The sensor can interact mechanically (like in U.S. Pat. No. 4,433,533 A) or in a contactless manner (like in EP 1 634 491 A) with the bale or an endless feeding element (belt or chain) surrounding the baling chamber.

The known state of the sensor can be derived from the signal of the sensor. For example, the control unit can assume that the baling chamber is empty—and thus the sensor is in its position corresponding to an empty baling chamber—when the sensor signal indicates, considering a sufficiently long time interval allowing building and ejecting of at least one bale, a lowest or minimum value. This minimum value allows deriving an offset that is subtracted later from the sensor value, such that the final output value of the control unit is exactly zero (or a predetermined value corresponding to the lowest possible sensor reading) when the baling chamber is empty. In another embodiment, information indicating an empty baling chamber can be derived from a control signal sent to an actuator for opening and closing a rear gate and/or from a sensor detecting the position of this gate, assuming that the baler is empty when an appropriate time has passed after the gate was opened. The empty baling chamber can also be assumed when a bale weighing device within the baling chamber indicates that there is no bale weight, or when a bale weighing device downstream the baling chamber indicates that there is a bale weight.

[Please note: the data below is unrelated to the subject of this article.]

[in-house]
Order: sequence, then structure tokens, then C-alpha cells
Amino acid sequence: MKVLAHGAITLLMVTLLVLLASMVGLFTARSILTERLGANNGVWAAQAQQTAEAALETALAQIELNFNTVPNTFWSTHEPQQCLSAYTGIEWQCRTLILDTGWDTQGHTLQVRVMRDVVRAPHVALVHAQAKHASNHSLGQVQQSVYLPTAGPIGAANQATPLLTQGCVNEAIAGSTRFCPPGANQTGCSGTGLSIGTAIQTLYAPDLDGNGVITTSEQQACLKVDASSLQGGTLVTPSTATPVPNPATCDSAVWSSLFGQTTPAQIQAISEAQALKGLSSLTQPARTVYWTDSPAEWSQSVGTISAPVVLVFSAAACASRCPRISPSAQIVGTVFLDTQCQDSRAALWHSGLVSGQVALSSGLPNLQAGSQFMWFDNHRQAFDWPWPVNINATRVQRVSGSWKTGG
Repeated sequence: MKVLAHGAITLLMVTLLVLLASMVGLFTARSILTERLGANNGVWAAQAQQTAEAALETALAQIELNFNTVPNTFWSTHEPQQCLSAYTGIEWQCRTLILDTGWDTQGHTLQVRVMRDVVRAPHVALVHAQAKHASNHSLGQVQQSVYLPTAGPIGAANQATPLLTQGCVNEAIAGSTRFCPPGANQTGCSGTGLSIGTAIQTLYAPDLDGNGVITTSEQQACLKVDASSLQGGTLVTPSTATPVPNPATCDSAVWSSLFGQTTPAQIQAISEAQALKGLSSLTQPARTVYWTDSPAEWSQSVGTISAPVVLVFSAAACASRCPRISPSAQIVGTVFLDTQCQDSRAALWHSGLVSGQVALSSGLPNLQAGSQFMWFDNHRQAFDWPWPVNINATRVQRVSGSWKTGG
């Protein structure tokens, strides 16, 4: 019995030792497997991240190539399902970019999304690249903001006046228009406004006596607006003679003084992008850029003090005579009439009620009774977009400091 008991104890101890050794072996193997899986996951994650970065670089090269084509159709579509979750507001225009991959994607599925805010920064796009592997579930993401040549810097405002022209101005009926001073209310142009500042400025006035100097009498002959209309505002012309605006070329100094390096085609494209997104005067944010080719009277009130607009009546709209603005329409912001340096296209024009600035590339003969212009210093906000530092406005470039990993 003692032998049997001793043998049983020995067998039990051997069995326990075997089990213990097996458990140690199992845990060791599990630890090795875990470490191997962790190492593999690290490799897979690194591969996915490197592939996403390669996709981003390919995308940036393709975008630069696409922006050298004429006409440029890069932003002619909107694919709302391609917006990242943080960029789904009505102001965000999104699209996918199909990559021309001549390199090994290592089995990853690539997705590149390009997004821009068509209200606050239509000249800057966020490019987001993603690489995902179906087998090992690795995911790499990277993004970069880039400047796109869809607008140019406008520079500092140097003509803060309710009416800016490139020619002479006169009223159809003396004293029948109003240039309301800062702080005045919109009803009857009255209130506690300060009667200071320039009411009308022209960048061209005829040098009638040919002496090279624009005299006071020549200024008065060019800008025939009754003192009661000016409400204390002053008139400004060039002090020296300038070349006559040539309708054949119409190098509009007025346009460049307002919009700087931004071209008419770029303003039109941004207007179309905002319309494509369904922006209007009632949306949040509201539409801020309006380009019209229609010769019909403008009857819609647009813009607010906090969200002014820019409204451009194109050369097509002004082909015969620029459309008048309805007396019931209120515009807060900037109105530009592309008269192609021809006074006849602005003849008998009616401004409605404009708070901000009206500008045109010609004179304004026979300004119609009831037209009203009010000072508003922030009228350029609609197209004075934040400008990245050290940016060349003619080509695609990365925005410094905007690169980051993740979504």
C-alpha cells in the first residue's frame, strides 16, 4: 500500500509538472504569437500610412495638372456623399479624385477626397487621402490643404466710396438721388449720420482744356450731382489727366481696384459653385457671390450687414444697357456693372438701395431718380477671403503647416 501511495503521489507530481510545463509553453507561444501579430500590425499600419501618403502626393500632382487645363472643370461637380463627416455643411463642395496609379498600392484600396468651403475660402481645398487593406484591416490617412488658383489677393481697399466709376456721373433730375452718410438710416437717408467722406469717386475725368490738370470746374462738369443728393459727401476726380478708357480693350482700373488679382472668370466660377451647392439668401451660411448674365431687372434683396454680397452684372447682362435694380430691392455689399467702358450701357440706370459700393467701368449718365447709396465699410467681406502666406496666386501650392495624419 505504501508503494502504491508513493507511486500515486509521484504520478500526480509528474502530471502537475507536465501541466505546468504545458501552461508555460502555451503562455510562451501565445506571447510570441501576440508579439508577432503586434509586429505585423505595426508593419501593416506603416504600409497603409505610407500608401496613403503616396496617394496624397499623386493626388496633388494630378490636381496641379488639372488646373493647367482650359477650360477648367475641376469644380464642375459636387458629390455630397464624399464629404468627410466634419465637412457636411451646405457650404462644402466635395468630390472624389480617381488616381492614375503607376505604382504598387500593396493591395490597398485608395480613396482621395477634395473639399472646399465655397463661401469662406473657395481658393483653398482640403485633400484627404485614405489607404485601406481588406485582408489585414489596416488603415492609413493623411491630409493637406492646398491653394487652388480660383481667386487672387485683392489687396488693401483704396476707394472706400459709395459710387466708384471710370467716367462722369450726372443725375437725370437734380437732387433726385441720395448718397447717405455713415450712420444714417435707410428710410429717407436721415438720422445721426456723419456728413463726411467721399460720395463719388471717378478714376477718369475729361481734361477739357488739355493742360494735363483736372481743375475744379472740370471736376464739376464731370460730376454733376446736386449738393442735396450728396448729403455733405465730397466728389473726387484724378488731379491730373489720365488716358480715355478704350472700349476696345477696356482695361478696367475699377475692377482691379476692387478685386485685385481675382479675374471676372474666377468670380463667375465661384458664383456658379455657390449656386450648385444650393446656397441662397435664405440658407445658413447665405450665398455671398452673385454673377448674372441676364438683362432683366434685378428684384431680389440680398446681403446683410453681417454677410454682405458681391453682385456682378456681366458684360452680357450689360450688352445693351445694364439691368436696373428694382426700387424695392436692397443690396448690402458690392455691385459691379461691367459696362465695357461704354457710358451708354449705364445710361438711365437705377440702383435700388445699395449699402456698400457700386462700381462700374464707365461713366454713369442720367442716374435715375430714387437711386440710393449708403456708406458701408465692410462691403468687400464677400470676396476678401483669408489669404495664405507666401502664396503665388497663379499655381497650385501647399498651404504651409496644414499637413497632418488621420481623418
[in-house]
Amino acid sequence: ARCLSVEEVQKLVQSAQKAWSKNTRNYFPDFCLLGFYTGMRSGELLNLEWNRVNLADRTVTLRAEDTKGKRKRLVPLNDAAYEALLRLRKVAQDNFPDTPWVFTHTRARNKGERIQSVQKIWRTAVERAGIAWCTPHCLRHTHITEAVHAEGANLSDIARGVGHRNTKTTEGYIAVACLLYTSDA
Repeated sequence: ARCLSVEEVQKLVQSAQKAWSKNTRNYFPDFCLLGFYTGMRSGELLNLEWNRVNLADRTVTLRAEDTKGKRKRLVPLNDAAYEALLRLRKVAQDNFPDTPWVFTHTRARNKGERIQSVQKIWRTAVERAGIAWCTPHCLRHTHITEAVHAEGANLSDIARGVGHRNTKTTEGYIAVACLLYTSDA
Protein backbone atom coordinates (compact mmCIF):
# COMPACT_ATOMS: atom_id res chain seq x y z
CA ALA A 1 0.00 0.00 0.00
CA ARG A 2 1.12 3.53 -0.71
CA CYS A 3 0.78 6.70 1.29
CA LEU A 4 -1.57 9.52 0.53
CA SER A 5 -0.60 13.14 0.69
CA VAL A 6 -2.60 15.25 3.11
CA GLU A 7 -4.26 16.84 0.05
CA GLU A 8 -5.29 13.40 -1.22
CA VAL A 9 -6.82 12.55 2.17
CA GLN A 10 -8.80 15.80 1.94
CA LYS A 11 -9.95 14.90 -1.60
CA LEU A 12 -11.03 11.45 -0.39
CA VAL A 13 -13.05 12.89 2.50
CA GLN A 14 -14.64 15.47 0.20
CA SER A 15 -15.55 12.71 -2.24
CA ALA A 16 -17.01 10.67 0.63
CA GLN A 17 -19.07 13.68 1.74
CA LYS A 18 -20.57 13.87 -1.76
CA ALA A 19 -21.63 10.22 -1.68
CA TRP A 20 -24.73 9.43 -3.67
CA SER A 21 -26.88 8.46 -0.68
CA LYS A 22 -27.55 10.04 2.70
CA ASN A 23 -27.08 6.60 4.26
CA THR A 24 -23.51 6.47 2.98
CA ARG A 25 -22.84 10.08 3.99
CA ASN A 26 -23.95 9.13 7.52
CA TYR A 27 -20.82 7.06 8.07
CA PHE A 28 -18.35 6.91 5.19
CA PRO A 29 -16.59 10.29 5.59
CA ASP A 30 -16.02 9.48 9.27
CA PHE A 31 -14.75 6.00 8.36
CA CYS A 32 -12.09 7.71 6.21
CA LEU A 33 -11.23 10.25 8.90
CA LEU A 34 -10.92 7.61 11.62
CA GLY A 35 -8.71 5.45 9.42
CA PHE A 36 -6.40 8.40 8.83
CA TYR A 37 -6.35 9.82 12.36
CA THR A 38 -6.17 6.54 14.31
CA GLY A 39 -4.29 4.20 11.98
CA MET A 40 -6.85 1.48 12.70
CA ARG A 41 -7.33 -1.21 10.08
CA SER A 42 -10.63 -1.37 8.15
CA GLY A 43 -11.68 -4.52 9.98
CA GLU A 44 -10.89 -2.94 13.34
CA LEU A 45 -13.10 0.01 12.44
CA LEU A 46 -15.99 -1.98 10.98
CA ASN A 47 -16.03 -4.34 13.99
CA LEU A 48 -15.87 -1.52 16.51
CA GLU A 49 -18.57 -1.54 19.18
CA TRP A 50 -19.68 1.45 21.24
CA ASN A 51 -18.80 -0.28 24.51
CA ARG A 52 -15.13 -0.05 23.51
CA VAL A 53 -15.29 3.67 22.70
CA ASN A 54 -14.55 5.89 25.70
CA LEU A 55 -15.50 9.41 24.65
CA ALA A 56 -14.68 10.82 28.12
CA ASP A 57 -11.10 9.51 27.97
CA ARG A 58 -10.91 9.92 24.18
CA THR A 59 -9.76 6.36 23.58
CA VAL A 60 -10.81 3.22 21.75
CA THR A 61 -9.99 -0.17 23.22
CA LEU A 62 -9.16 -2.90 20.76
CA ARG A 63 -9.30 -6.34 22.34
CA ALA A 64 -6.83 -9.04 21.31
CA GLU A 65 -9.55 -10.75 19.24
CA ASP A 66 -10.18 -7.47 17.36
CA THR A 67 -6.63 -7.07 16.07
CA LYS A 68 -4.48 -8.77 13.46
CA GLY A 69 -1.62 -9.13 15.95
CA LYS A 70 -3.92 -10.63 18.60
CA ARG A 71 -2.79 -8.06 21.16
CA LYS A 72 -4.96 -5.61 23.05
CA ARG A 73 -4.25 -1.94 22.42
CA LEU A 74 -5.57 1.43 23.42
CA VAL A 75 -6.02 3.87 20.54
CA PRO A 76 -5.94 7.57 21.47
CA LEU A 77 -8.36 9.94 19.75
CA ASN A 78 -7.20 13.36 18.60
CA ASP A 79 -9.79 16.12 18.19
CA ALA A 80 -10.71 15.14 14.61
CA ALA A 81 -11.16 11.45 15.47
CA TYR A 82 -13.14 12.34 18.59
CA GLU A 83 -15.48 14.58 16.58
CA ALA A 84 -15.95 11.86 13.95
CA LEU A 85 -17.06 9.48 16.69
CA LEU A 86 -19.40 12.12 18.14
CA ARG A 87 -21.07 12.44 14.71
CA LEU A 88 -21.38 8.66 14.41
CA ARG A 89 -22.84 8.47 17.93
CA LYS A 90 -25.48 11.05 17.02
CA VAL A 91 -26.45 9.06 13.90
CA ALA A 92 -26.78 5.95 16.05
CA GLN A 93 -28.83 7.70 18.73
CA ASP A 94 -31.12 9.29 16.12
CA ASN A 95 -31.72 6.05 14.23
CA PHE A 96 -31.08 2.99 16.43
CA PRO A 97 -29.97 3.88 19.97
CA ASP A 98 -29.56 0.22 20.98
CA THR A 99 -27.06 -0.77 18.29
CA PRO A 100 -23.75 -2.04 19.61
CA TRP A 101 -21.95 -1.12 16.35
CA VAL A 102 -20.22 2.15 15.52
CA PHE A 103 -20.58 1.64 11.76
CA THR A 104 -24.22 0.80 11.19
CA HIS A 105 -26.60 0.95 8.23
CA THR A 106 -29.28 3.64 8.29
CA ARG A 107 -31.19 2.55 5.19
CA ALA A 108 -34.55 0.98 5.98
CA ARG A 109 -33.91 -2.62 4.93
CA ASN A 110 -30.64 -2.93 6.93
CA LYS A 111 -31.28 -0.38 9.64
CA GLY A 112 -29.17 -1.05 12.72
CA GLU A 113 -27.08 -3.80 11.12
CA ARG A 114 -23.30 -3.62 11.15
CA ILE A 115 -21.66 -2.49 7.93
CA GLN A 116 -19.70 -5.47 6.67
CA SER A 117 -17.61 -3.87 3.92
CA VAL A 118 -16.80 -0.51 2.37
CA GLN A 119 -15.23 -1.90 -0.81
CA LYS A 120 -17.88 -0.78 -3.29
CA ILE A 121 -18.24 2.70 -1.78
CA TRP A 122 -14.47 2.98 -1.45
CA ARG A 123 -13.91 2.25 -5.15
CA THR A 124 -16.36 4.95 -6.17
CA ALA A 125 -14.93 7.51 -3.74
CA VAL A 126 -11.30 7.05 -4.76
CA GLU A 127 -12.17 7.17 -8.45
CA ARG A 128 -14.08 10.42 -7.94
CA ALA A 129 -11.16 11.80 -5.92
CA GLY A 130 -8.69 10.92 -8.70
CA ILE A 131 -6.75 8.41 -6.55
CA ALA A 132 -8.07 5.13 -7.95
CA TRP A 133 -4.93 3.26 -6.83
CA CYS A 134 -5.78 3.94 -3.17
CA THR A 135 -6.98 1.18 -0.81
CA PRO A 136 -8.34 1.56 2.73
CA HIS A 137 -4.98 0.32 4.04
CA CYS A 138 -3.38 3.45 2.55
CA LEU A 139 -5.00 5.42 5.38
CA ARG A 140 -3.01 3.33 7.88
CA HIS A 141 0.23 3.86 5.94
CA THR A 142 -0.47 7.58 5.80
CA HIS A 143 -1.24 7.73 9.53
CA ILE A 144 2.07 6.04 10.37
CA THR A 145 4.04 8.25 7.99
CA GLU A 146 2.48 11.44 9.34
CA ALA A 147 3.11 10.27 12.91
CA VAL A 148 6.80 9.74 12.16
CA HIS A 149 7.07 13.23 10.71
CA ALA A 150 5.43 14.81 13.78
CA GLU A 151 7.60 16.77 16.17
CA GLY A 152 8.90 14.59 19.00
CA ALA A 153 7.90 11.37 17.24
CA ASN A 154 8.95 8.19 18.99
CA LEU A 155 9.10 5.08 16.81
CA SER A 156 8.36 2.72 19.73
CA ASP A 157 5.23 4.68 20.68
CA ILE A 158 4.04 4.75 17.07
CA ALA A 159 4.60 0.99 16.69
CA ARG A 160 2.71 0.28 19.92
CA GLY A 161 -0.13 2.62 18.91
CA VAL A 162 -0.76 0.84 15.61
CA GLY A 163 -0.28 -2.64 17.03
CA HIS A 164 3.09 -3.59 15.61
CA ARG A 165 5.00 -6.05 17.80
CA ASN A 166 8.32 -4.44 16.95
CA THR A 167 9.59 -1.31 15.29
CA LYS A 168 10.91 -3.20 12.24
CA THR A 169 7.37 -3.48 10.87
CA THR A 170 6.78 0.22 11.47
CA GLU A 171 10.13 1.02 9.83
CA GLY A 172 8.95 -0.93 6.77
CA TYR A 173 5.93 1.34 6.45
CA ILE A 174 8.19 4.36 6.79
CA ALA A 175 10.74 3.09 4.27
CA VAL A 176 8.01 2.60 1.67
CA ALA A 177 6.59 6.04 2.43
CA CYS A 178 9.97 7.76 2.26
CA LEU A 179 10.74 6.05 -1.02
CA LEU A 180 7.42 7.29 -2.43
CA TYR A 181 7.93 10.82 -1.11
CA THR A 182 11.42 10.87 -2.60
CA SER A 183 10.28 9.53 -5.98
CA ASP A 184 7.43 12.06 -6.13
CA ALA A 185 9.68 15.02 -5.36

Analogously, the control unit can assume that the baling chamber is entirely filled—and thus the sensor is in its position corresponding to a completely filled baling chamber—when the sensor signal indicates, also considering a sufficiently long time allowing building (while driving on a sinusoidal path) and ejecting of at least one bale, a highest or maximum value. This maximum value allows deriving a conversion factor that is later multiplied with the sensor value, such that the final output value of the control unit is corresponding to a maximal value when the baling chamber is full.